- Historic Sites
“the Decisive Day Is Come”
The battle between rebels and redcoats that should have taken place at Bunker Hill was fought at Breed’s instead. It was the first of many costly mistakes for both sides
August 1962 | Volume 13, Issue 5
A few diehards were even firing from the remains of houses around Charlestown (Clinton was annoyed from that direction while he proceeded down the middle of the peninsula), but the end was in sight. Clinton, expecting the rebels to make a stand on the back side of Bunker Hill, was amazed to find it deserted; he posted a force there, sent skirmishers out to man the stone walls between this point and the Neck, and satisfying himself that the enemy was being vigorously pressed, returned to Boston.
Just as in the redoubt, the Americans paid dearly for having left themselves but one narrow avenue of retreat. To make an orderly withdrawal under fire from a losing field was too much to expect under the best of circumstances, but when more than a thousand frantic, disorganized troops, heading for the safety of the mainland, were suddenly compressed into a solid mass to funnel across the Neck, which was only about thirty-five yards wide at its narrowest point, the result was chaos.
Progress was impeded by the wounded and by the debris of battle; British musket fire was closing in from the rear; and to make matters far worse, the entire Neck was being raked by the guns of the Glasgow . One thought was uppermost in the mind of everyone, and that was to reach the other side as quickly as possible. Desperately they surged forward, pushing and shoving, stumbling and falling over wounded men and pieces of men blown apart by the merciless British cannon, shouting in anger and terror and frustration as they fought to get out of this trap.
Thirty-six hours ago they had last rested; they had been a full day without food or water; and for men totally unused to war and unprepared, they had seenit all—continuous pounding from enemy cannon, frontal assaults by veteran infantry, the shattering climax of a bayonet charge and hand-to-hand combat. Already driven beyond the limits of human endurance, they were forced to call forth some final reserve of energy, and incredibly they did so, to make this frenzied dash across the confining causeway.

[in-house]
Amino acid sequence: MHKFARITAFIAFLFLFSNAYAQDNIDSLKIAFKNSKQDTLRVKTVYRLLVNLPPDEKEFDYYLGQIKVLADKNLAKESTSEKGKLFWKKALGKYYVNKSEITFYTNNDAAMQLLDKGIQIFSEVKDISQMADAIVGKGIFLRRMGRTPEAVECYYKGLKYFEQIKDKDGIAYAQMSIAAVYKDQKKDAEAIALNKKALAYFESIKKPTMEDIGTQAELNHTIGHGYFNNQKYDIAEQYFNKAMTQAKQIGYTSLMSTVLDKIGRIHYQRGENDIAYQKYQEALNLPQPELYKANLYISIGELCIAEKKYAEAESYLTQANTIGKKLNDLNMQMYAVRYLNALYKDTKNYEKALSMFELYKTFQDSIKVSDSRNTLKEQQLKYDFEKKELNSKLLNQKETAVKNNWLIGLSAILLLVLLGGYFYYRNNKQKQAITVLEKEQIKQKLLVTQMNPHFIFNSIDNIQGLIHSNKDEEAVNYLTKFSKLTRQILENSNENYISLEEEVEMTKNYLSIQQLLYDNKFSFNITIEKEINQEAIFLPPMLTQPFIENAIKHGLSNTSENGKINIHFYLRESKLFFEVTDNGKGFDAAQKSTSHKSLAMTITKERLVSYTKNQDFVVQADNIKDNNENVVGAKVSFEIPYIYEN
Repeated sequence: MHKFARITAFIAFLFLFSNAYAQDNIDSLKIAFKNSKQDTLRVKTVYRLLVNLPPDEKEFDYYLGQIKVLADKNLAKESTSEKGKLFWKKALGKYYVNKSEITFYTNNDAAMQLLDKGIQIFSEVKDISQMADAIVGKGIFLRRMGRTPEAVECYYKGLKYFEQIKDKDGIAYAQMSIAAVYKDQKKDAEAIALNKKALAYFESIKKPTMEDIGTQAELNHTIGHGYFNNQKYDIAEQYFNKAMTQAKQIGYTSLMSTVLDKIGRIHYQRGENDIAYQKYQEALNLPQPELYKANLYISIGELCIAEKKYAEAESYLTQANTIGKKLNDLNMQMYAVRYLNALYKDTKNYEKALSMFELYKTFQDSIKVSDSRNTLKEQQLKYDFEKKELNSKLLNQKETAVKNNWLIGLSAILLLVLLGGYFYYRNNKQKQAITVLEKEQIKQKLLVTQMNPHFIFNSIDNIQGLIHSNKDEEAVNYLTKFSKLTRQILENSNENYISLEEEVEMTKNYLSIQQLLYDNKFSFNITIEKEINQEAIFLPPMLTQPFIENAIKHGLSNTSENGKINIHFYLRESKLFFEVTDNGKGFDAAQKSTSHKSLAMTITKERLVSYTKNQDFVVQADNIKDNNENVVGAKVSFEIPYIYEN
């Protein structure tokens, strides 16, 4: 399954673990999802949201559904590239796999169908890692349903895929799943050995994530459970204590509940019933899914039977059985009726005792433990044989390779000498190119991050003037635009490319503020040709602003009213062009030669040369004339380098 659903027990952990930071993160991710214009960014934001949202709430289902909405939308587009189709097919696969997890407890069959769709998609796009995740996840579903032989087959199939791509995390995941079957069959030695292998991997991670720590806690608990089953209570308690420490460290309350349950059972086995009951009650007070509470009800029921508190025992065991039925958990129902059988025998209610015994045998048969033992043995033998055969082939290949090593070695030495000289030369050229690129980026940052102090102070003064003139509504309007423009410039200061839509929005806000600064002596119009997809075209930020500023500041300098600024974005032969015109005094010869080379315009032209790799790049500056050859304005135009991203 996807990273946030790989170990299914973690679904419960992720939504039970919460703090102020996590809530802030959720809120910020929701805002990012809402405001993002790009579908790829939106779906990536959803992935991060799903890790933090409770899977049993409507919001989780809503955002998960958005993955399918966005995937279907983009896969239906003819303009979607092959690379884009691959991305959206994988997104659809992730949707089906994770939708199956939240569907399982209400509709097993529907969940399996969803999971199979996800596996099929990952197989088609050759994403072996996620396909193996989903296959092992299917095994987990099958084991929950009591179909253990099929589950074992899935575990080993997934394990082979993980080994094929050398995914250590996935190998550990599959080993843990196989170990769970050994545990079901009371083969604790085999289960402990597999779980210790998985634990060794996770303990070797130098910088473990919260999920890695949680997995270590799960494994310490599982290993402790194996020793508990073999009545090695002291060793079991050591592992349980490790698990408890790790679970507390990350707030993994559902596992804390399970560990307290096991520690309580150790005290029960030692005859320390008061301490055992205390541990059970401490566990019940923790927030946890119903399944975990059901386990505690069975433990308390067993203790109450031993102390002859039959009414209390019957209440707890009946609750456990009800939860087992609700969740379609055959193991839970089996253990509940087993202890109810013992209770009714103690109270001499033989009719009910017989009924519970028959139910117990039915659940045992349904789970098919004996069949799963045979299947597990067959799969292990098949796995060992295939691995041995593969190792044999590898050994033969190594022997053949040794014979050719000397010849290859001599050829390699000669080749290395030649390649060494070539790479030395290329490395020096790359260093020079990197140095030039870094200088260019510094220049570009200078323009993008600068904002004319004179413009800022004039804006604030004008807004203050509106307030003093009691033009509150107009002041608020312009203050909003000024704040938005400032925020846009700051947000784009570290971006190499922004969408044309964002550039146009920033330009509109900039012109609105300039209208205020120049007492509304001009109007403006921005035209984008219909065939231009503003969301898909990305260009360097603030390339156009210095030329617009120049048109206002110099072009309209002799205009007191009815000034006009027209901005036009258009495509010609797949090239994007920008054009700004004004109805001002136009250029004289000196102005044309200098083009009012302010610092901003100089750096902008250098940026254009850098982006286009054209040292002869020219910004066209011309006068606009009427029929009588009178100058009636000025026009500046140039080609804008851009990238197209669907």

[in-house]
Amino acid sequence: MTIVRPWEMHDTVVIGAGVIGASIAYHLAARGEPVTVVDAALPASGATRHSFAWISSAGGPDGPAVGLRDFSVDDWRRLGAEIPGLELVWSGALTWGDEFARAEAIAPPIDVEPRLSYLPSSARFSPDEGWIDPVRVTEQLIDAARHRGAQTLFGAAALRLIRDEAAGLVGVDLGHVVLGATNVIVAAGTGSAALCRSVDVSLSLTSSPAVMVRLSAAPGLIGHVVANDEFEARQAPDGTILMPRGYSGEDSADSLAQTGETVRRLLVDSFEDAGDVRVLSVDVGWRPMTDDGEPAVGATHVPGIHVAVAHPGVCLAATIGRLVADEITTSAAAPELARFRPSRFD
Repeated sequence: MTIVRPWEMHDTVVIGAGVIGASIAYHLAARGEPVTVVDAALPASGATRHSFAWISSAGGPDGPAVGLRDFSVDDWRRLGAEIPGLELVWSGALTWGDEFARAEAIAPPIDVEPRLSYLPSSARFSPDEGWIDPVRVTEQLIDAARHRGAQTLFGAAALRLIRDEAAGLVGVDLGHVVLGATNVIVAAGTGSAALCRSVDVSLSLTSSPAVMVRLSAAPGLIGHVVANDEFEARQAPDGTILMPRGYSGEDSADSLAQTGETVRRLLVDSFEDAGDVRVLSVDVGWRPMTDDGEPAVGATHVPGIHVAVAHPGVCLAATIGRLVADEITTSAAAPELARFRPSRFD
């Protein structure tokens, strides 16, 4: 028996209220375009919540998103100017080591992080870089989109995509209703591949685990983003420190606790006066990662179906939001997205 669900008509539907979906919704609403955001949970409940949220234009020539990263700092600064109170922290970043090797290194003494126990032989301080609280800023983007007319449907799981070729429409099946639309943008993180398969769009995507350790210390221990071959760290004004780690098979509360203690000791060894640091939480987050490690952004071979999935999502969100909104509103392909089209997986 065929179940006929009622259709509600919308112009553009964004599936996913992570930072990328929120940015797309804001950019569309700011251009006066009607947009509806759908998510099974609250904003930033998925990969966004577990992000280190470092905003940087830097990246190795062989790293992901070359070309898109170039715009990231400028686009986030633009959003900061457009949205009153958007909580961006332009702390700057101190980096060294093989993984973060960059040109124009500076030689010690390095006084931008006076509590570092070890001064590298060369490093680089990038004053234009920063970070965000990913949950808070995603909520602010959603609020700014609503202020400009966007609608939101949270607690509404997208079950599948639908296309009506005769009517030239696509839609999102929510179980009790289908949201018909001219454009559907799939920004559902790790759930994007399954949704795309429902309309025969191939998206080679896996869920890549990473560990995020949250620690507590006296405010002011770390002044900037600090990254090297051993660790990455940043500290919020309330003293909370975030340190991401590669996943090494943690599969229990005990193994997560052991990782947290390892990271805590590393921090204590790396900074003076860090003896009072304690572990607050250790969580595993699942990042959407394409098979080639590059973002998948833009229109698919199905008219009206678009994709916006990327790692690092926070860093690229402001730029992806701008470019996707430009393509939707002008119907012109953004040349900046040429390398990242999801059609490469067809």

Once the solid artery of retreat hit the wider reaches of the mainland it broke up into little groups that scattered across the moors and clay pits of Charlestown Common, moving inland toward a sinking sun. Utterly spent, some of the Provincials did not even bother to look back; their only thought was of camp and rest and a security that had seemed impossible minutes before. And as they disappeared, straggling off along the dusty roads toward Cambridge and Medford, the battle for Bunker Hill was over, except for one last incident.
It must have been after 5:30 P.M. , when the Somerset log reported that the “firing slackened,” that Major Andrew McClary, of Stark’s regiment, reached the mainland. Looking back, he saw Clinton’s detachment moving onto the crest of Bunker Hill, and just to make certain that they had no plans to push on toward the mainland, he recrossed the Neck, went close enough to the British lines to decide that no further attack was intended, and finally headed back to rejoin his command. Walking alone in the gathering dusk, he had almost reached safety when a last cannon ball from the Glasgow tore him to pieces. As a historian wrote long afterward, “No smaller weapon seemed worthy to destroy the gigantic hero.”
Back in Boston, the impatient Clinton had turned his thoughts to a counterstroke, to be delivered immediately. Such was “the Panick” in the rebel ranks, he thought, that a thousand men could easily sweep up their entire defenses. But the Americans, to their everlasting credit, were already at work digging again, fortifying Winter Hill on the mainland side of Charlestown Neck, where, as Lie-utenant Colonel Experience Storrs recorded in his diary, “We immediately went to entrenching; flung up by morning an entrenchment 100 feet square. Done principally by our regiment under Putnam’s directions, had but little sleep the night.”
Henry Clinton should have known better. No one wrote a better epitaph on the battle than he did that evening, nor gave a more convincing reason for not resuming it: “A dear bought victory, another such would have ruined us.”